The idea of democracy simply means rule of the people. It is a term that originated in ancient Greece to designate a government where the citizens collectively share in directing the activities of the state. It is an antithesis to government controlled by a single class, select group, or autocrat.
Ideally, democracy provides a platform where varying ideologies, vision and programs can be articulated to the voters in a civilized manner. Voters then decide by voting in personalities who embody their aspirations, ambitions and dreams. Democracy places a high value on the equality of individual citizens and demands that the citizens be free from coercion. Should nay restraint be necessary, it should be done by the consent of the majority and conform to the principle of equality. In summary, voting as a fraction of the concept of democracy is fundamental and quintessential. It is one of the most dramatic and accessible equality conferring aspects of political participation.
The idea of democracy has been expanded and is presently conceived to entail the right and the capacity of a people, acting either directly or through representatives, to control their institutions for their own purposes. The process of voting is one aspect of democracy through which citizens act directly and the outcome is indirect representation, for instance, legislators or President.
The right to vote and the right for the vote to count is our greatest privilege and responsibility. From the struggle for independence, the clamour for multipartyism to amending of the constitution, Kenyans have fought too hard and too long for this valuable right to be wasted. The best way to say thank you to those who risked their lives is to stand up and make sure that your vote counts.
While ordinarily, in an election, the voters’ central dilemma is usually deciding on which candidate to vote for, in Kenya’s upcoming October 26 repeat presidential elections, voters are in a dilemma of deciding whether to even vote at all. In other words, in the event that the fresh presidential election proceeds as scheduled, will the integrity of the outcome be determined by how voters’ responded to boycott elections or not to boycott? If voting is sine qua non and fundamental right in a democratic process, then why would an individual, or group, choose to forgo a chance at participating in elections? Why stifle one’s own voice?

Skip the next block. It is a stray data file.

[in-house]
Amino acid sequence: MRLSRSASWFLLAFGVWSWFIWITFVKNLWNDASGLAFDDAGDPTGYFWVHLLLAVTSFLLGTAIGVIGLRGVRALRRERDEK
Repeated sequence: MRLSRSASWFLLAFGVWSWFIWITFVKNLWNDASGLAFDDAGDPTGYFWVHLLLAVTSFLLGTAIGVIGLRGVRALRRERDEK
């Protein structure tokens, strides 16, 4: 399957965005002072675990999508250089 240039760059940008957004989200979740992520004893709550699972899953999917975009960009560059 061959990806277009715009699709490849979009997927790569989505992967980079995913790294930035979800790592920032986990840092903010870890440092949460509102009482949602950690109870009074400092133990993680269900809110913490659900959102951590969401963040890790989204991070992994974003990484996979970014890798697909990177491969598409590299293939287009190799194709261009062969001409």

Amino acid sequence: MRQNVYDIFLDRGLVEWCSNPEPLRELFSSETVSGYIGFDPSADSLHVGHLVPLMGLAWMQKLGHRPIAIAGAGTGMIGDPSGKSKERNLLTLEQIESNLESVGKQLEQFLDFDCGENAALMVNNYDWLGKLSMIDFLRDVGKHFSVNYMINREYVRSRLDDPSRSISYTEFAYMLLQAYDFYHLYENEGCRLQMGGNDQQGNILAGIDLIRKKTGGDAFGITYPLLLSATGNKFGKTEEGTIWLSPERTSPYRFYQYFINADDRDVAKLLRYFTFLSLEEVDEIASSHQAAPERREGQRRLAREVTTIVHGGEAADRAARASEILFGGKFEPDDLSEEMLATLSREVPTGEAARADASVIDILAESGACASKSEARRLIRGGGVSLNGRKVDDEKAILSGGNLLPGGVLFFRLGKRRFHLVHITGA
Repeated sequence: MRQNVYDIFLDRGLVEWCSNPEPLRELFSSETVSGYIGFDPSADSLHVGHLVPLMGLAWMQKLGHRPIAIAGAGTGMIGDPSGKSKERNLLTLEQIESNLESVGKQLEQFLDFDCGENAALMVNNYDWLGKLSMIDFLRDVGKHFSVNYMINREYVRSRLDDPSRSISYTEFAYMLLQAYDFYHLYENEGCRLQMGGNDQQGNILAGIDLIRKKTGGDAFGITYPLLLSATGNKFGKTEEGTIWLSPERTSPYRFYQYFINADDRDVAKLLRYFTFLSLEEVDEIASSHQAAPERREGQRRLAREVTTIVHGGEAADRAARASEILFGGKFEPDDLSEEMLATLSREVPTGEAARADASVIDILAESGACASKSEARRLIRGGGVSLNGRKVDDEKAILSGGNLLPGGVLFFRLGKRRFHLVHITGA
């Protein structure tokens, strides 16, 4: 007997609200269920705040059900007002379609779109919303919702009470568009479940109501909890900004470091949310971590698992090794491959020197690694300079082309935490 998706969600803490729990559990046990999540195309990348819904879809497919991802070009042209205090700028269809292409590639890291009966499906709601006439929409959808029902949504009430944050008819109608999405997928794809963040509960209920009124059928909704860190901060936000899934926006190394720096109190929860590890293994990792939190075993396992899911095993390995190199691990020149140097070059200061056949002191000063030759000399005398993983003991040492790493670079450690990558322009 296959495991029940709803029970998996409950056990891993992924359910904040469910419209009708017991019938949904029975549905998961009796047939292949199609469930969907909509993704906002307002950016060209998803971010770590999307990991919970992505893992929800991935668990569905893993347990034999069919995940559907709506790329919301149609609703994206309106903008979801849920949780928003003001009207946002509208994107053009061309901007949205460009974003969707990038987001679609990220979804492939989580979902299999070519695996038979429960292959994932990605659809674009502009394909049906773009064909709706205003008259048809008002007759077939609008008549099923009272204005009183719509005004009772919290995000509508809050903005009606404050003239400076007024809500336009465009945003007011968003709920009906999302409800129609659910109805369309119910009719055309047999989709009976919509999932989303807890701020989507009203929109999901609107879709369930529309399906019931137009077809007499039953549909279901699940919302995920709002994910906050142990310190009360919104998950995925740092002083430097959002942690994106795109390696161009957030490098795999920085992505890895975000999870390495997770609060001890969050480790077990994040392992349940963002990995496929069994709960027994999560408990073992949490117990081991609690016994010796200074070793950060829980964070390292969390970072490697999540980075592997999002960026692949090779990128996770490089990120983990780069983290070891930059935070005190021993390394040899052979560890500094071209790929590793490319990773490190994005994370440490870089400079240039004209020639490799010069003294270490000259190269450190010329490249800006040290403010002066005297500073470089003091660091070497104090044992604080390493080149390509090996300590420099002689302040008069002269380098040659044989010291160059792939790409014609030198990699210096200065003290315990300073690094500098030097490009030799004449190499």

Voting is as sacred as a civic action. One of the competitors in Kenya’s coming repeat election, President Uhuru Kenyatta, has argued that voting is the only constitutionally valid option in the leadership succession. He further argues that voting will move Kenya forward, give it stability and strengthen the country’s democracy. There are millions of people around the world who never get the opportunity to choose between choices that are less than ideal. Opposition leader Raila Odinga advocates for a boycott based on the fact the whole repeat presidential election is discriminatory and predetermined. He argues that not voting is a choice. He believes that the repeat presidential election will not produce any worthwhile and fair results.
Considering the foregoing, we must then ask: what role does an election boycott play in a democracy? What, in other words, justifies opting out of the democratic process? Election boycotts could have a role to play in a democracy that is not functioning as it should be and where fair competition is impossible. However, the problem lies in determining at what point conditions for a fair election are being violated to such an extent that a boycott is justifiable. By and large, even if justifiable, boycott should be considered as a last resort. This is because, at the very least, boycotting election gives the disaffected a chance to humiliate those presiding over sham election. That is why dictatorships are so obsessed with large elections, and force people to ‘vote’ in meaningless elections.
Election boycott is about denying the legitimacy, but it does not affect the final result of the election. Besides, the right to vote falls both in category of negative and positive rights. Negative rights require that no one should interfere as you enjoy your right while positive rights require that others do something to enable your enjoyment of your claim. In that perspective, the right to vote requires that a voter is left alone to exercise the right which includes not voting. At the same time, the government agency such as the electoral body is constitutionally and legally mandated to enable a voter’s enjoyment of the right to vote. Hence, in countries where participation in voting is optional or voluntary, zero is a vote as long as the government agency meets its legal and constitutional obligation to provide for your enjoyment of the right!
But, in public leadership, legitimacy is as important as oxygen is to living organisms and its denial has similar consequence albeit in the long run. Suppose the October 26 repeat election has a predetermined winner, and all well meaning Kenyans vote, the ‘cheaters’ in the election will be that much stronger. They will turn around and say, “See, there was a democratic vote and our candidate won.” And it will be that much harder to prove to the court of public opinion, domestically and internationally, that the election was stolen, especially if there is a large turnout, people vote peaceful and all on the face process go as would be expected.
Nonetheless, choosing to be outside the electoral process is a highly risky political tactic and can come with high costs. Historically their impacts are often minimal and can be managed by the incumbent government unless the boycott is accompanied by other measures which hinder the ability to govern. Besides there is also a very real danger that resorting to a boycott and street protests can have a long term and damaging effect on the democratic process.
By George Nyongesa
Bunge la Mwananchi.